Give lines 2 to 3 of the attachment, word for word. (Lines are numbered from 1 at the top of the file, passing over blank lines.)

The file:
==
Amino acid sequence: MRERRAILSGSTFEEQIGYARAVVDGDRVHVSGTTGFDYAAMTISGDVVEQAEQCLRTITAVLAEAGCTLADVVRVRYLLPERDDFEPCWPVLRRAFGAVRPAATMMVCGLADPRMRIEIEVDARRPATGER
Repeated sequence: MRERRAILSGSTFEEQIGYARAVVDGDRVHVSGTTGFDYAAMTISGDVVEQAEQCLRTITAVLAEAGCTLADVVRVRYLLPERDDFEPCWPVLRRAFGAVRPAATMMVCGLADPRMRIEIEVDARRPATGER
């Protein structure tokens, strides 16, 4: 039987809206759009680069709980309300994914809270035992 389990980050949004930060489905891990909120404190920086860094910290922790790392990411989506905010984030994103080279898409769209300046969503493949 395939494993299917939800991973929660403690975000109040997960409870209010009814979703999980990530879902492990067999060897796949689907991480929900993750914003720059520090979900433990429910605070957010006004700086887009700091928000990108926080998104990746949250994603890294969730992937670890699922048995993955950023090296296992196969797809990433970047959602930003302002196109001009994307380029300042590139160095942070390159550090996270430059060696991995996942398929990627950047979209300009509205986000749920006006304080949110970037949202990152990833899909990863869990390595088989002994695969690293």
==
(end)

Repeated sequence: MRERRAILSGSTFEEQIGYARAVVDGDRVHVSGTTGFDYAAMTISGDVVEQAEQCLRTITAVLAEAGCTLADVVRVRYLLPERDDFEPCWPVLRRAFGAVRPAATMMVCGLADPRMRIEIEVDARRPATGER
């Protein structure tokens, strides 16, 4: 039987809206759009680069709980309300994914809270035992 389990980050949004930060489905891990909120404190920086860094910290922790790392990411989506905010984030994103080279898409769209300046969503493949 395939494993299917939800991973929660403690975000109040997960409870209010009814979703999980990530879902492990067999060897796949689907991480929900993750914003720059520090979900433990429910605070957010006004700086887009700091928000990108926080998104990746949250994603890294969730992937670890699922048995993955950023090296296992196969797809990433970047959602930003302002196109001009994307380029300042590139160095942070390159550090996270430059060696991995996942398929990627950047979209300009509205986000749920006006304080949110970037949202990152990833899909990863869990390595088989002994695969690293």